Yahoo CEO Marissa Mayer Discusses Mobile, Product Opportunities
She tells the World Economic Forum that her early focus at the company was on people and surprises the audience with a comment about "the ontology of entities."
Yahoo CEO Marissa Mayer said on Friday that mobile is an area of big growth potential for her company and others and that she plans to invest in updating Yahoo! products and services that haven't received much attention in recent years.
Speaking in what was billed as her first one-on-one interview since taking the reins in July, Mayer told the World Economic Forum in Davos, Switzerland that in her first few months at Yahoo, she found that there were great people working there. When people use Yahoo's products, they can feel that "there are very nice, really competent, pleasant people that have a great time" at the company, she argued.
"I got very focused on people," picking the right executives and other talent, she described her initial steps at Yahoo during the interview, entitled "An Insight, An Idea with Marissa Mayer," that was webcast. "I wanted to make sure that Yahoo is the best place to work." She added: "Strong companies have very strong cultures … I wanted to amplify it to find the energy" and harness that into innovation.
Asked by interviewer Erik Schatzker from Bloomberg TV about the future of online companies, Mayer said that the next big hurdle is mobile given the growth in usage of tablets and smartphones. "It's really incredibly important," she said. "[It is about] how we can best meet users' expectations ... But the real question is making money from it."
Mayer expressed confidence that mobile will make money for web players given the consumer shift towards mobile usage. She also said that the top functions people use on mobile devices are in areas where Yahoo already has popular services and content, including in the area of news.
The webcast of the Mayer interview was interrupted for a while, with a Davos team member tweeting that was due to a power failure, while online followers suggested that too much demand for the live stream caused the disruption.
During the live stream outage, some people who were at the Mayer session tweeted that the Yahoo boss surprised the audience with the philosophical line: "You have to decide what the ontology of entities is." They said that the interviewer asked her to explain that, but nobody immediately shared her answer on Twitter. For those less interested in philosophy: Ontology is the philosophical study of the nature of being and existence.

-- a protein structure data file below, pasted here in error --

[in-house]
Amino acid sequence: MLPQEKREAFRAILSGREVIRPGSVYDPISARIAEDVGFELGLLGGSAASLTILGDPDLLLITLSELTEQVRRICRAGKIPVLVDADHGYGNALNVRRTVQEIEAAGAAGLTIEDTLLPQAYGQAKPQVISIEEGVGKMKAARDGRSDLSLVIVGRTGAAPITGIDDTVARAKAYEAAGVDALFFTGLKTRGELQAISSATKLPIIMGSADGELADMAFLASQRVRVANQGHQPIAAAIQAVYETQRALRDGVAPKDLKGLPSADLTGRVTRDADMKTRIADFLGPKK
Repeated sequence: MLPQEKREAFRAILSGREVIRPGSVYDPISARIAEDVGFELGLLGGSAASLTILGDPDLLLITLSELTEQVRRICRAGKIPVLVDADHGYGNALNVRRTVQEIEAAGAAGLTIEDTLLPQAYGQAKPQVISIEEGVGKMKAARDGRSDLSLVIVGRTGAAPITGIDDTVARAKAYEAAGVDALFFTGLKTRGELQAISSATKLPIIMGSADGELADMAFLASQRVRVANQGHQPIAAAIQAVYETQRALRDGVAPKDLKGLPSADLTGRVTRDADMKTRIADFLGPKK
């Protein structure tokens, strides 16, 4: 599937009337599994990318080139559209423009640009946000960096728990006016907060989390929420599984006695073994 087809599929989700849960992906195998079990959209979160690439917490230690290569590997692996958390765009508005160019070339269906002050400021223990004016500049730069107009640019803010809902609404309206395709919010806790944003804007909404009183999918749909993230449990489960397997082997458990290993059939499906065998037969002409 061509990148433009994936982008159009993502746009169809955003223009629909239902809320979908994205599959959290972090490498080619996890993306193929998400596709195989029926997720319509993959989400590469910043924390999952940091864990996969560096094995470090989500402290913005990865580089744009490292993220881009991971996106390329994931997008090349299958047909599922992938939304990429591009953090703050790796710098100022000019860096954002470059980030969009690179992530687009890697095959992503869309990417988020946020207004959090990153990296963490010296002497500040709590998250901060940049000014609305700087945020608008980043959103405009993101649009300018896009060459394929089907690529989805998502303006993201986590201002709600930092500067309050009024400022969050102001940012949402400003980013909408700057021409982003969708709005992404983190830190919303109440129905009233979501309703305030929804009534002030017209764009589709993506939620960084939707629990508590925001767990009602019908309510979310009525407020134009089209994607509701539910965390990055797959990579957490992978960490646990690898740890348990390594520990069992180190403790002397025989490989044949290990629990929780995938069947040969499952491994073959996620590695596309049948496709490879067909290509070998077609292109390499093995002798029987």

Mayer later also predicted that a hot trend in online usage will be further personalization around interests. "There is always opportunity for new disruption," and the next phase of the Internet is around interests, she said. That will follow the recent focus on social media and people's social graph, she explained.
In that context, she described helping "guide people's daily habits in terms of what content they read," from news to sports, games, finance and email, as one focus for Yahoo. "With the Web becoming so vast, there's so much content and there's so much social context, and now with mobile, there's so much location context and activity context. How do you pull all that together?" Mayer said. Yahoo's answer will be "a feed of information that is ordered, the Web is ordered for you and is also on your mobile phone."
Asked what is next for her and her team, the Yahoo CEO described the company as ready to focus on executing and rolling out some new products and product updates. "I don't like to talk about things before we do them," she said.
And she said that the company has been underinvested in some areas. For example, Yahoo Groups, a collection of online discussion boards, has "not been refreshed in 11 years," she said. "A little love will go a long way."
Given that Yahoo is a "very friendly" company and isn't in the hardware game, it can partner with every big technology firm, Mayer also argued on Friday, highlighting that the company works with Apple, Google, Facebook and others.
Another session at the World Economic Forum, which overlapped with Mayer's interview, discussed "Women in Economic Decision-Making," and had Facebook COO Sheryl Sandberg as one of the panelists.